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Diffuse Alveolar Hemorrhage Syndrome Related to an Unusual Occupational Exposure FREE TO VIEW

Steven Clum, MD*; Darren S. Hoffberger, DO; David A. Solomon, MD
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University of South Florida, Tampa, FL


Chest. 2004;126(4_MeetingAbstracts):979S-a-980S. doi:10.1378/chest.126.4_MeetingAbstracts.979S-a
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INTRODUCTION:  Diffuse alveolar hemorrhage(DAH) syndrome is a serious non-infectious pulmonary condition characterized by bleeding into damaged alveolar spaces. Although well described in association with collagen vascular diseases, connective tissue diseases, hematopoietic stem cell transplantation, drugs, and others, its cause remains elusive. We report a case of DAH following repeated exposure to a cleaning solvent containing butyl cellosolve.

CASE PRESENTATION:  A 38-year-old male presented with a five-day history of progressive dyspnea and three-days of hemoptysis. Past medical history included hypertension, which was poorly controlled due to medication noncompliance. Initially patient attributed his dyspnea to a similar episode, occurring two months prior, when he was hospitalized and diagnosed with a cardiomyopathy, but he became increasingly alarmed with the development of hemoptysis. Additional symptoms included fever, chills, and nausea. He denied any prior episodes of hemoptysis, respiratory symptoms, history of pneumonia, tuberculosis exposure, rheumatologic complaints, or bleeding from any other source. Patient admitted to a 15-pack-year tobacco history, social alcohol, but denied illicit drug use. He worked as a “door-to-door” salesman marketing a “safe, non-toxic,” multipurpose cleaning solution. During demonstrations he would inhale and taste the solution to demonstrate its safety profile. Examination revealed an afebrile patient with a blood pressure of 180/60mm/hg. No blood was noted in either nares or posterior pharynx. Cardiac rhythm was normal and no murmurs ascultated. Patient was tachypnic with bibasilar rales. Extremities revealed no cyanosis, clubbing, edema, or joint tenderness. Basic metabolic profile was normal. WBC 12.9G/L, Hematocrit 40.2%, normal platelet count and coagulation profile, Sedimentation Rate 17mm/hr, C-Reactive Protein 7.0mg/dl. Creatine phosphokinas was elevated at 468U/L, with a normal MB fraction. B-Natriuretic Peptide was elevated at 395PG/ml. Arterial blood while breathing supplemental oxygen at 2 liters-per-minute was pH 7.46, pO2 64, and pCO2 31. Urine toxicology and analysis were normal. Electrocardiogram suggested left ventricular hypertrophy and left atrial enlargement. Echocardiography confirmed chamber enlargement, trace pulmonic and tricuspid regurgitation, and ejection fraction of 27%. A chest CT demonstrated bilateral lower lobe alveolar infiltrates and subcentimeter mediastinal lymphadenopathy (Figure 1). A bronchoscopy was performed with alveolar lavage of four 30-ml aliquots of normal saline instilled into the right superior-basilar subsegment. The aspirate revealed a progressively bloody return. Additional findings included mucosal erythema and edema, but no source of bleeding was identified. Bronchial alveolar lavage fluid was negative for fungi, viruses, and bacteria with negative cytopathology for Pneumocystis carinii. Additional serology included negative ANA, ANCA, and anti-GBM. A diagnosis of DAH was made. High dose corticosteroid therapy resulted in rapid clinical and radiological improvement and the patient was discharged 3 days later without any subsequent dyspnea or hemoptysis.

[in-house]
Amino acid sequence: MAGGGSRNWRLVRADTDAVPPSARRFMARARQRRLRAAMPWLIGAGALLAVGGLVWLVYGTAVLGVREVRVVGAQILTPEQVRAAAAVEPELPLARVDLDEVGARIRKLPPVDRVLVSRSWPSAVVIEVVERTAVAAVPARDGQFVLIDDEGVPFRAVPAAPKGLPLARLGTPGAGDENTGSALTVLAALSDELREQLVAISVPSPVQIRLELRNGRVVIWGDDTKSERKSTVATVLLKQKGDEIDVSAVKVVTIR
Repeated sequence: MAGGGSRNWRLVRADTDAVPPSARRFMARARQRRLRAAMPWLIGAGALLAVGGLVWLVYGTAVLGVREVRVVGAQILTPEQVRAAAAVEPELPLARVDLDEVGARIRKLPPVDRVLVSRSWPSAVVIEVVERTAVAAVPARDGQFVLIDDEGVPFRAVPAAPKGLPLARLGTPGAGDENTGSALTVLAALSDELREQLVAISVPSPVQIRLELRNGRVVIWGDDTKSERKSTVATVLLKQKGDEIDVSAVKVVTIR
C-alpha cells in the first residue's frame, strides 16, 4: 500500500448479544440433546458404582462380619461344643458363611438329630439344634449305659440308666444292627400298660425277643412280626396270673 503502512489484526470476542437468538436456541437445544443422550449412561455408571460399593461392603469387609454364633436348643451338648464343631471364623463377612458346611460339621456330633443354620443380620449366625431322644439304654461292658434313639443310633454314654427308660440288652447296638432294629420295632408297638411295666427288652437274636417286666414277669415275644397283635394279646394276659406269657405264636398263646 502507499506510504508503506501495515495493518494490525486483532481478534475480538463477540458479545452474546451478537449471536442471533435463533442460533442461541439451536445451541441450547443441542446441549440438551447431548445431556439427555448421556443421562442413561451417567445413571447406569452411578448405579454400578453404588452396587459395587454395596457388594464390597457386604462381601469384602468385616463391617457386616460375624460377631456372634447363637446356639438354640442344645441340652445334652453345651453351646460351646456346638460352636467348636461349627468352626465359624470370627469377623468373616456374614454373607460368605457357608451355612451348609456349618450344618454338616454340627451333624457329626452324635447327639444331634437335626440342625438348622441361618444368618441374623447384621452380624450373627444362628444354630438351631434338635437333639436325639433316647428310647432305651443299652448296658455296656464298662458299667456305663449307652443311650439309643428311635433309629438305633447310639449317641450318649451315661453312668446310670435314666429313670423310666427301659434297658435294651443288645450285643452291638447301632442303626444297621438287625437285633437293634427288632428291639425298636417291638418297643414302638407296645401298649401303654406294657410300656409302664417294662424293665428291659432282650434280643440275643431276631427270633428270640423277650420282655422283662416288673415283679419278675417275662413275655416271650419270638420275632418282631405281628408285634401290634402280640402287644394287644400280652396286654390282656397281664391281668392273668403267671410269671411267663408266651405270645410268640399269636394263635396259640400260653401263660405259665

DISCUSSIONS:  Butyl cellosolve is a toxic glycol ether used in cleaning solutions. Material Safety Data Sheet reports potential irritation and tissue damage from inhalation, ingestion, cutaneous, and/or ocular exposure. Lee, measured symptoms and spirometric data among newspaper pressroom workers who were chronically exposed to cleaning agents containing glycol esters. Statistically significant respiratory symptoms were correlated to the number of solvents exposed, as well as frequency of each solvent usage to the total number of symptoms. Reported symptoms specific to glycol ether exposure included eye irritation, nose and throat irritation, and wheezing(1). Raymond, published a case report of seven employees accidentally exposure to butyl cellosolve. Exposure symptoms included intense eye and respiratory irritation, dyspnea, nausea, and faintness. Unique to our case was the development of DAH with repeated exposure to butyl cellosolve(2).

CONCLUSION:  This is the first case report of DAH syndrome resulting from inhalation of butyl cellosolve. Occupational exposures remain an important component to a thorough history and physical exam.

DISCLOSURE:  S. Clum, None.

Tuesday, October 26, 2004

4:15 PM - 5:45 PM


Lee.Journal of Occupational and Environmental Medicine.39(10):960–69.October,1997.
Raymond.Journal of Occupational and Environmental Medicine.40(12):1059–64.December,1998.




Lee.Journal of Occupational and Environmental Medicine.39(10):960–69.October,1997.
Raymond.Journal of Occupational and Environmental Medicine.40(12):1059–64.December,1998.
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